Over a ten-year period up to 2010, those doyens of the international circuit (and of course the Return To Camden festival) The London Lasses have given us four scintillating albums of traditional Irish music, all in collaboration with pianist Pete Quinn. Things have moved on a bit over the past five years, and the Lasses’ latest album release sees them joined instead by Leeds pianist/guitarist Chris O’Malley. What hasn’t changed, though, is the essential character of their music-making, which remains as exciting and full of companionable joie-de-vivre as ever.
The collective band sound is commendably full-toned and detailed, with both ensemble richness and responsive interplay between the instrumental colours being strong features of their music. The lineup sports a slightly unusual complement, with the Lasses between them playing fiddles (Karen Ryan and Elaine Conwell), flute/whistle (Elma McElligott), concertina (Brogan McAuliffe) and harp (Brona McVittie), with Karen and Elma doubling on mandola/banjo and saxophone respectively. It’s an invigorating blend, to be sure, and their already superbly infectious and spirited musicianship scores even higher on the excitement scale when augmented at various points by guest musicians (accordionists Maureen Linane Hankins and Aileen Geoghegan, and harpist Colm McGonigle) they really do raise the roof (and lower the floor!).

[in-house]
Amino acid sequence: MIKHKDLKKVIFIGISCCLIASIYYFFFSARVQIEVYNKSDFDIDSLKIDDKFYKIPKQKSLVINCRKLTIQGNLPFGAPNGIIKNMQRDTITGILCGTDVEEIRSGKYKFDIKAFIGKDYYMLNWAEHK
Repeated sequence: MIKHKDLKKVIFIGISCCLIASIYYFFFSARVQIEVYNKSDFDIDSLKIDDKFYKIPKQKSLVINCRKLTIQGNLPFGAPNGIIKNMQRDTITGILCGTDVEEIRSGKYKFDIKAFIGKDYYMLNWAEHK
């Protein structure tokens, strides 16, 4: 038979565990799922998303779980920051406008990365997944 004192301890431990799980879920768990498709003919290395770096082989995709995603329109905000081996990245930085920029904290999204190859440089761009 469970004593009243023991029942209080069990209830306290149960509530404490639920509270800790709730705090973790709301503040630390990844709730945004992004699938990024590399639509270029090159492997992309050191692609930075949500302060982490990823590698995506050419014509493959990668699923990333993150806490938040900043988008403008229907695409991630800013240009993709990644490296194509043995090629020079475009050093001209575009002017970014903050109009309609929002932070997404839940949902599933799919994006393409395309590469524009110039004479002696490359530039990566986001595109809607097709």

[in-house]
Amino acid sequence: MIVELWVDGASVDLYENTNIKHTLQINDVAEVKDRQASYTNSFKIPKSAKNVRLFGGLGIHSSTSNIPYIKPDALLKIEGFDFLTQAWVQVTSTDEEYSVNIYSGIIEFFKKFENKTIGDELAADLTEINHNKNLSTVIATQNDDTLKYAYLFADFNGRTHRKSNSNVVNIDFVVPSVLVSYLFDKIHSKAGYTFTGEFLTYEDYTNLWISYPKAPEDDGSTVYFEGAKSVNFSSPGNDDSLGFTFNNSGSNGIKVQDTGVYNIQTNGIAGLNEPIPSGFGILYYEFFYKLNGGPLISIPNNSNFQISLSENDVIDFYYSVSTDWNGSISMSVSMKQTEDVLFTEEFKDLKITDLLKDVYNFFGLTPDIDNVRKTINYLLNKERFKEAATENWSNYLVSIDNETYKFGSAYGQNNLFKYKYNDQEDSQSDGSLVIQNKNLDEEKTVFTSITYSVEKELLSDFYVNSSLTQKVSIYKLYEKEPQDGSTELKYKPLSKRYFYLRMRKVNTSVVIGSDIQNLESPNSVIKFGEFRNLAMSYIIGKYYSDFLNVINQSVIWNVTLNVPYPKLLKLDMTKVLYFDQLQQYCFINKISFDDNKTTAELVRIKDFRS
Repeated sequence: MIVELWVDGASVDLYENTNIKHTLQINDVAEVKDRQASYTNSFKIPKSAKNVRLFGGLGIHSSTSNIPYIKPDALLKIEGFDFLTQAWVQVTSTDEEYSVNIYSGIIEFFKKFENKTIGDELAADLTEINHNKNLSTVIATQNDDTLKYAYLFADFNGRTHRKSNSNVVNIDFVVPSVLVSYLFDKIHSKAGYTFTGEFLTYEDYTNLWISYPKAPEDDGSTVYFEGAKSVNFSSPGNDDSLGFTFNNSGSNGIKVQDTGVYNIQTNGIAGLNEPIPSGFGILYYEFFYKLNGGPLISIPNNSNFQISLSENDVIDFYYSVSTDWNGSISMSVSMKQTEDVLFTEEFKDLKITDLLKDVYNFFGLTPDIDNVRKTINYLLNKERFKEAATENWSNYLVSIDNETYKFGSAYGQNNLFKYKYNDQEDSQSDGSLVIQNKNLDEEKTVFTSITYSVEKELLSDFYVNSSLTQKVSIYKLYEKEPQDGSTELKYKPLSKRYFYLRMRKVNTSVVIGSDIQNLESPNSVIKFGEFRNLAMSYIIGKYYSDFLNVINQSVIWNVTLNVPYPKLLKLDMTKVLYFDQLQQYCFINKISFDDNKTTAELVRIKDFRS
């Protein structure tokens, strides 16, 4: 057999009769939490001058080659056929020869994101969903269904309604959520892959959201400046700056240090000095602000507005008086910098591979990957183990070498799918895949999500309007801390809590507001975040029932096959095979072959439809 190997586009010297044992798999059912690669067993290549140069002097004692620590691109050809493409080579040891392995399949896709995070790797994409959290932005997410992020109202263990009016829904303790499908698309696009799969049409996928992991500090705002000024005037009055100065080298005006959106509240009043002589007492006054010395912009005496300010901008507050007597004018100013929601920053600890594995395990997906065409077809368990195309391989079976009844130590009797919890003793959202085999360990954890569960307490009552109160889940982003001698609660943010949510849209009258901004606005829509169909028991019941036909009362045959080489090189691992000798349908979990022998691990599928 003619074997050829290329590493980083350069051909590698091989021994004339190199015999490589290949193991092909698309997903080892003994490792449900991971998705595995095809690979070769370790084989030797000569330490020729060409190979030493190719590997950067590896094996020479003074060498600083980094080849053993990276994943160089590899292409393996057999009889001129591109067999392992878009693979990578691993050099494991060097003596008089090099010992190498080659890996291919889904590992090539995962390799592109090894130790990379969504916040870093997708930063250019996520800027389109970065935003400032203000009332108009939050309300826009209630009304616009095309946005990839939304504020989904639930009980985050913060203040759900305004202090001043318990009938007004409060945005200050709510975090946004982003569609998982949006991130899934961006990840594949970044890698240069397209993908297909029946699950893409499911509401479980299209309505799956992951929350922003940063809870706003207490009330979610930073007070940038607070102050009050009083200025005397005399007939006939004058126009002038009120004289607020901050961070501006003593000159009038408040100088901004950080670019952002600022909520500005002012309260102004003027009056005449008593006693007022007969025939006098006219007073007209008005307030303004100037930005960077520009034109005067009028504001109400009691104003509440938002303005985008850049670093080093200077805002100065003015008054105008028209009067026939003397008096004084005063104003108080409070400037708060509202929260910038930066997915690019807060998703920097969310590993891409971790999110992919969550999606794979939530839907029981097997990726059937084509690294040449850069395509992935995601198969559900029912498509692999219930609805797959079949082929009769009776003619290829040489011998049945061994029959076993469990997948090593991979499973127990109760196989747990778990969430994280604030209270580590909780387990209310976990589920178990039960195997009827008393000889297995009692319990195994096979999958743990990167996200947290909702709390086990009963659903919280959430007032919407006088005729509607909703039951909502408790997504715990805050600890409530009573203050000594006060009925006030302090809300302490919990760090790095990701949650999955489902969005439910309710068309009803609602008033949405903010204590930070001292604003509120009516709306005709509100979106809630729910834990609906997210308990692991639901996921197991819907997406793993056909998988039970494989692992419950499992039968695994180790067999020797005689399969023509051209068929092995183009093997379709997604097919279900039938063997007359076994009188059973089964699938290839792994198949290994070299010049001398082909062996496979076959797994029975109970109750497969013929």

The multifarious tune-sets are interspersed with just four songs, on which the lead vocal duties are more than competently handled by Brona (with Elma on backup); Slieve Gallion Braes is refreshingly done to a brisk jig rhythm, the lament Caoineadh na dTri Mhuire is delicately voiced and the Burns lyric to Dainty Davie is charmingly handled (although this latter song maybe doesn’t quite fit in with the band’s core Irish repertoire). Pleasingly though the songs are managed, though, they remain as but interludes in the scheme of things, simply because so much of the disc’s tune repertoire is enterprisingly unusual and relatively little known. Particularly enjoyable are the fun slide, hop jig and polka set (track 5), the slip-jig set at track 2, the track 12 set with its joyous twin-fiddle excursion on the central jig (Courtown Harbour), and the finely pointed closing set of reels. And there’s plenty of variety in texture and instrumentation within the enviably fulsome ensemble sound of the Lasses, with departures into diverse territories like the sax-driven Percy French barndance-and-jig set and the Victory reel (both recalling the cheeky adventures of At The Racket). There are a couple of occasions when Chris’s full-bodied piano underpinning comes across a touch unrelieved and almost threatens to dominate proceedings, but the sheer force of combined musical intervention and careful blending from the Lasses themselves invariably wins out. And when Chris turns to the guitar, the group chemistry proves just as persuasive.
All of which goes to show that this isn’t just another album of Irish tunes, but so much more – a joyful celebration of a group of musicians thoroughly at home with their talent and eager to give their listeners an equally good time.